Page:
Lets talk about hobbies. When you were a kid and someone asked you what your hobbies were, what did you answer? I asked the question in this morning’s yoga class, and some of the answers I got were dancing, playing in nature, and playing dress-up. Everyone found something in childhood that, after discovering it, found so much pleasure in it that they and (possibly) their friends made it their hobby. What growing up inevitably led to, for those of us who didn’t excel at sports or have the proclivity to do what later was admired, was the moment in the teenage or pre-teenage years when all of a sudden it didn’t matter what your favourite pastimes were, what mattered was what was “cool.” In the name of fitting in and being accepted, we all, to greater or lesser degrees, let what made us happy fall by the wayside, and we re-directed our efforts as best we could to be cool.
I’m constantly trying to inspire new ways to look at our existence to my students and readers, incorporating the Yoga Sutras and other texts, as well as the insight I have as a result of my experiences…and I’m constantly talking about the impermanence of our energy, of trying to re-connect to the source of that energy and let go of the dramas that are constantly stirred up by our jobs, our relationships, our politics, etc…I firmly believe that when we can identify everything we do and live that is temporary as temporary, it will allow us to live our lives with more perspective and be able to let what really doesn’t matter pass us by with little or no fallout. I try to ask questions that will provoke thought for those listening to me, all to make people take as much time as they can for some self-study…and in keeping with that ultimate goal, something crossed my mind earlier today…
The more work I do in Yoga, the more I realize that my focus is to help people realize their greatest, most expansive & ideal selves…to permit them to dream bigger than they ever thought acceptable, and then to pursue those dreams with unflinching confidence and determination. Whether these dreams embody one’s desire to live free of insecurities, or whether one dreams of being on a stage in front of tens of thousands of people, the road to realizing our greatest hopes is the same. In this era of shameless self-promotion, driven by the irrational hunger for fame (often with nothing to offer in return once the fame is achieved), we are conditioned by society and the media to focus on our selling points…how absolutely fantastic we are…how marketable, how picture-perfect, how dumbed down we can allow ourselves to get in order to be adored and devoured by the masses. It is exactly the flipside to this approach that fascinates me and which I encourage those who hear what I’m saying to pursue…to focus on what makes us different, what is unique to each of us, often tapping into that which remains buried under layers of defense mechanisms and insecurities. The traits and attributes that are specific to us as individuals (and that may have at one time or another been a point of embarrassment and shame) will largely determine how we are remembered, and it is in nurturing these differences that our greatest potential often unfolds.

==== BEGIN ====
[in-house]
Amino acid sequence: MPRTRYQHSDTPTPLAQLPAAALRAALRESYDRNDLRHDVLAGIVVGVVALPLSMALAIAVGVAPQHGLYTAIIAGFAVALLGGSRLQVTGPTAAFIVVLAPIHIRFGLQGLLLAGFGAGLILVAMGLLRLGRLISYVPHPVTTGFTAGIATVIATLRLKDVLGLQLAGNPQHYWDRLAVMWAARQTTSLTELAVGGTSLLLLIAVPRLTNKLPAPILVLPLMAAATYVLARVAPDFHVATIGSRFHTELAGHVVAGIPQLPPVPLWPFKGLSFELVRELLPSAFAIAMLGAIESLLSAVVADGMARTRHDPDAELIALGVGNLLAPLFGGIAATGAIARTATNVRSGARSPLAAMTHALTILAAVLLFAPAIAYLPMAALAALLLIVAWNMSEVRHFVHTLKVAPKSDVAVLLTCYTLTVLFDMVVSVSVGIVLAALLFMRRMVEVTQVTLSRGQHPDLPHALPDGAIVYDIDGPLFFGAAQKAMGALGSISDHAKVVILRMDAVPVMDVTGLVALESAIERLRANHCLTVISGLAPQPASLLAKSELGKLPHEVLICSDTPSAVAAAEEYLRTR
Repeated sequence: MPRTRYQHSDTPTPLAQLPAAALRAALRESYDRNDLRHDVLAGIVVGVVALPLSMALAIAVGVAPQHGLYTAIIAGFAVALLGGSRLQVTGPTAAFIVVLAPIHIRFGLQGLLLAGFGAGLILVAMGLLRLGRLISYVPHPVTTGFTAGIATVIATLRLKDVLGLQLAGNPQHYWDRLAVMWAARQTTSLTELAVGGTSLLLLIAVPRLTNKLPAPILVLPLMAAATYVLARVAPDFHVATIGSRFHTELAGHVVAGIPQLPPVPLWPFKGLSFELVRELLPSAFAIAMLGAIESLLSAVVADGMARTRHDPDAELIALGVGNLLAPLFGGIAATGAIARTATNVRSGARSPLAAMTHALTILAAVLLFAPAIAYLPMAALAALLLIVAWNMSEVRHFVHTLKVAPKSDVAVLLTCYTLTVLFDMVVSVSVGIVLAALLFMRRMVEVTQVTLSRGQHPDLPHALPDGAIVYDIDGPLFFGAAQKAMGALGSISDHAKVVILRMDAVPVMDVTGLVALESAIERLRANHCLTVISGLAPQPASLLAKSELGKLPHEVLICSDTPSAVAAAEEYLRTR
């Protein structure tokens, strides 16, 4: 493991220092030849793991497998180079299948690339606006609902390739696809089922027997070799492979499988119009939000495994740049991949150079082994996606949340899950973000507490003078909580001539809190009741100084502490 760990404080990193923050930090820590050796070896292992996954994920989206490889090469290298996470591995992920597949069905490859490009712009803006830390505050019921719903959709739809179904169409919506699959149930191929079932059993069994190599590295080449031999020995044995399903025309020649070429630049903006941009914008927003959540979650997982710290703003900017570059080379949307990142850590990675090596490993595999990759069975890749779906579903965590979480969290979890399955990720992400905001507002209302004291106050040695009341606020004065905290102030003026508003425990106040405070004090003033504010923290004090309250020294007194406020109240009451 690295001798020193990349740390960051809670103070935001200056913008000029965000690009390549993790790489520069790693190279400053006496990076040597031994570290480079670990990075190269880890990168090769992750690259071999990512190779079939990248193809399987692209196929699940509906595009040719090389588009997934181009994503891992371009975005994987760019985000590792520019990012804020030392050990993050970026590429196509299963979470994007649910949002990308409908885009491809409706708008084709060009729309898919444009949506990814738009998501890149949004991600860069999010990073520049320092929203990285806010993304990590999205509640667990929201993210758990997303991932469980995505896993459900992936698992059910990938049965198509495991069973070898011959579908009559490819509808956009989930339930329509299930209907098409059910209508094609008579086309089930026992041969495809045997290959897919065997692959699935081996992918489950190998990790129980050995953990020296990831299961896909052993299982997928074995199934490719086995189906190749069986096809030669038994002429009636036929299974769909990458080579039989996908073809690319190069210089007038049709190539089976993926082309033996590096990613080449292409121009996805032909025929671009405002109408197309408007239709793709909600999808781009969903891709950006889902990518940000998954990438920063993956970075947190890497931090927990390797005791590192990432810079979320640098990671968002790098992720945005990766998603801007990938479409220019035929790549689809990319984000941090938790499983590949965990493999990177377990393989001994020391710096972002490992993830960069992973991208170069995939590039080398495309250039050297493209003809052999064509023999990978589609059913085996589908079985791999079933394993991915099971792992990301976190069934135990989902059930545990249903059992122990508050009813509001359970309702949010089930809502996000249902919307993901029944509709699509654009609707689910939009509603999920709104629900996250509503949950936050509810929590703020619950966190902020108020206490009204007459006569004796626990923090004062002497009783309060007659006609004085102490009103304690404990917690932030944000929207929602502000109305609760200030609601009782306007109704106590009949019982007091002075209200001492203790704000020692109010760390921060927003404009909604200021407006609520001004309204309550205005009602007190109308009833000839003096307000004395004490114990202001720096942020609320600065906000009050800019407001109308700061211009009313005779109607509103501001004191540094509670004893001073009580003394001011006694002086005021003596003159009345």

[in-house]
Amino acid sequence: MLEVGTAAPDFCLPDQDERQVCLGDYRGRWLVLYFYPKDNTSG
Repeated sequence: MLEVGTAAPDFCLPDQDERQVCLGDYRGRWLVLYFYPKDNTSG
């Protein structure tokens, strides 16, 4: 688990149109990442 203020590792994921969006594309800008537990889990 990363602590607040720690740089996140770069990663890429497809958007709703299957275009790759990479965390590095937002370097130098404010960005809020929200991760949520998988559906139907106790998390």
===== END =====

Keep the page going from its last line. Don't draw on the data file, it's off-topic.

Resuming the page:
We are surrounded by doubt and fear, from all directions, all around us. We are bombarded by images of who we should be, what we should wear, eat, and drive, and how our bodies should look. All these “standards” that we inevitably hold ourselves up to (in spite of ourselves and our better, innate judgement) succeed in driving, and sometimes even creating, that fear. Fear of not fitting in, of not belonging, of being outcast…and all the while, the only thing we are accomplishing is the complete and utter suppression of our true selves…of our innate light, of our inspiring individuality that stems from the source of all energy which we all come from and to which we all return.